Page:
Modified murine intracranial aneurysm model: aneurysm formation and rupture by elastase and hypertension

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Cerebral aneurysms occur in up to 5% of the population. There are several murine models of aneurysms; however, all have limitations and none reproducibly model aneurysm rupture. To fulfill this need, we modified two current rodent aneurysm models to create a murine model which reproducibly produces intracranial aneurysms and rupture.


The left common carotid arteries and the right renal arteries were ligated in C57BL/6 female mice with a hypertensive diet. One week later, small burr holes were created with a stereotactic frame using the following stereotactic measurements: 1.2 mm rostral and 0.7 mm lateral to the right of the bregma. A 26 G needle was gradually advanced via the burr hole until contact with the skull base, upon which the needle was pulled back 0.3 mm. Five, 10 and 20 μL of 10 U/mL elastase solution and 10 μL of 1 U/mL elastase solution were stereotactically injected into the basal cisterns. Angiotensin II was then continually infused at a dose of 1000 ng/kg/min via an osmotic pump placed subcutaneously. In the control mice, 20 μL bromophenol blue solution was injected. Three weeks later, or earlier if mice expired prior to 3 weeks, the circle of Willis was inspected by microscopy for aneurysm formation and/or signs of rupture. Histological analyses were then performed to evaluate elastic lamina destruction, inflammatory cell and macrophage infiltration, absence of intimal endothelial cells and thickening of the smooth muscle layer within the aneurysm wall. To compare with human aneurysms, human aneurysm specimens (n=35; 34 unruptured and 1 ruptured) and normal control superficial temporal arteries (STAs) (n=9) were examined.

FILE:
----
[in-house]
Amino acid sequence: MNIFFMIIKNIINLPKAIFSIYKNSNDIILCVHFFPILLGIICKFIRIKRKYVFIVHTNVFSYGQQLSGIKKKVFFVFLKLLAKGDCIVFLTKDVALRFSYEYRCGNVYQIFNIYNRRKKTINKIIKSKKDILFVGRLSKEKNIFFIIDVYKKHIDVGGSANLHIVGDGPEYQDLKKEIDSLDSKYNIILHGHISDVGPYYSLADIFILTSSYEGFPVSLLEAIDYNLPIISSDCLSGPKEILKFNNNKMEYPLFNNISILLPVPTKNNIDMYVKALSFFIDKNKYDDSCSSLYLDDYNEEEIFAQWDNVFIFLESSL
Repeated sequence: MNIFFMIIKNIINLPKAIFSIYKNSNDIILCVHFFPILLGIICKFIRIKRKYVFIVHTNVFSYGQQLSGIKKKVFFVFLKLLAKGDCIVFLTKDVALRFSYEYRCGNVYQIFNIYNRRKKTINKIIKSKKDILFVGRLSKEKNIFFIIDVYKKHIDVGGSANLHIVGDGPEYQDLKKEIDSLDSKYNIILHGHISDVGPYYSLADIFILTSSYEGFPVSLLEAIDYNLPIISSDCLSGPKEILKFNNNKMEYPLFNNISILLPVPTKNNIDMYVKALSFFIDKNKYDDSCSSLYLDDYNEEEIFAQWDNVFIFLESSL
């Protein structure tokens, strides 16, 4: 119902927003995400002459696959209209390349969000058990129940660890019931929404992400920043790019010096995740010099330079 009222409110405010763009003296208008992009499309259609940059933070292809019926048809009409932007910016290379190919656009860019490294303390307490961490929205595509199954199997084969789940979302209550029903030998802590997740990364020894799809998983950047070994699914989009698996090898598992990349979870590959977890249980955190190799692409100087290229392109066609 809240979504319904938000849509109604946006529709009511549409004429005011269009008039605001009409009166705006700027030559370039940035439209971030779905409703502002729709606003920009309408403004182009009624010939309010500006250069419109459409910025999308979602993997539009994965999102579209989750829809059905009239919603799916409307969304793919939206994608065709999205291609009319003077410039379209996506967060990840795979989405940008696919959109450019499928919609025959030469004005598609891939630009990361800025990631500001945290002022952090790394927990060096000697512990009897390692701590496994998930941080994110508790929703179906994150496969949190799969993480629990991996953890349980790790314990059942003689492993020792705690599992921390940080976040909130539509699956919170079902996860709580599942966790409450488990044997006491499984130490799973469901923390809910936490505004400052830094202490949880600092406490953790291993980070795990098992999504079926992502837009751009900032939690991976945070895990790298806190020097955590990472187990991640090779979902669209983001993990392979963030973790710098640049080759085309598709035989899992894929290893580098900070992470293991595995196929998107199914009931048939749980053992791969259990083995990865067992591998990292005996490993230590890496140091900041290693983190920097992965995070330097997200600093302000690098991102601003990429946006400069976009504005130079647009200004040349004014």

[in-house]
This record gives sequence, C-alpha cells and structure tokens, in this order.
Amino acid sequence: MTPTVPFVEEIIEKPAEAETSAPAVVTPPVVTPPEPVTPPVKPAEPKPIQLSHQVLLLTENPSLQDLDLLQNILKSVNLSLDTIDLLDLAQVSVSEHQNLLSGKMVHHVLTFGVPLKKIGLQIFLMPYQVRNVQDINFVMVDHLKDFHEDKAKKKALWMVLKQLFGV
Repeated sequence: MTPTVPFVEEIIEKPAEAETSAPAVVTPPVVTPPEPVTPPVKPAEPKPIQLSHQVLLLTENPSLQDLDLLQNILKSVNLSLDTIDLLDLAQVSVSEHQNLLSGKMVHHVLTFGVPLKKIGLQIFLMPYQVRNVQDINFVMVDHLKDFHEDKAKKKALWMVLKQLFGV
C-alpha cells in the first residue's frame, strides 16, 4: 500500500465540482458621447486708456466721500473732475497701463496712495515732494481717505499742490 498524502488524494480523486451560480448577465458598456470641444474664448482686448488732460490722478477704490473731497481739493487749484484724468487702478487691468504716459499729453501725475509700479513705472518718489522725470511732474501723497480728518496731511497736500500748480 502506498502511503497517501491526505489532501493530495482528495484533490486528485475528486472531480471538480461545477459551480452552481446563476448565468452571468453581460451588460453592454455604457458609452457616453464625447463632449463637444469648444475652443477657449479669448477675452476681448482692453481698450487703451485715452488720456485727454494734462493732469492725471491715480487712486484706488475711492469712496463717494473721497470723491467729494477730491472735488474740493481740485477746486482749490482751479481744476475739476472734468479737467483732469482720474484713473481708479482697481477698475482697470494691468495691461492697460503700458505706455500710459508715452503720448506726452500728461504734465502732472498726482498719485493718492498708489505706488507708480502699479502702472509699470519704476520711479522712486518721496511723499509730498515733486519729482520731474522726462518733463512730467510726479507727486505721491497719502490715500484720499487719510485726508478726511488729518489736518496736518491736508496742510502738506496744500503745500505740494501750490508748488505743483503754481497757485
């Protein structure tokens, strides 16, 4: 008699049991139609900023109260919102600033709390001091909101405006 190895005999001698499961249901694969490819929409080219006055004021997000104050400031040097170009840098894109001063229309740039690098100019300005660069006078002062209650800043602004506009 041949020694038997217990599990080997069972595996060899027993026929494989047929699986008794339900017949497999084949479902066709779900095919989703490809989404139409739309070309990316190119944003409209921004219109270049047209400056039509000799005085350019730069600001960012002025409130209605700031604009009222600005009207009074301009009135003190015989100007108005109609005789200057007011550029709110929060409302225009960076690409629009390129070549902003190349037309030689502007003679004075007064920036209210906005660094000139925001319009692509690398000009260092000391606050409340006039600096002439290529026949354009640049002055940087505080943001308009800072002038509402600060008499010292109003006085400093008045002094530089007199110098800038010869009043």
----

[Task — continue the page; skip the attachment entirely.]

All mice given 5, 10 and 20 μL of 10 U/mL elastase solution developed intracranial aneurysms within the circle of Willis; 40%, 60% and 50% of mice had ruptured aneurysms, respectively. In mice given 10 μL of 1.0 U/mL elastase solution, 90% developed intracranial aneurysms and 20% had ruptured aneurysms. Aneurysms were confirmed by examining the destruction of the elastic lamina. Aneurysms consistently demonstrated CD45 positive inflammatory cell and F4/80 positive macrophage infiltration within the aneurysm wall which was not present in the circle of Willis of normal sham-operated mice. These results were similar to those in human aneurysms and STA control arteries.


We modified two current rodent aneurysm models to create a murine model that produces consistent aneurysms and rupture and can be used for studying cerebral aneurysm formation, rupture and treatment.

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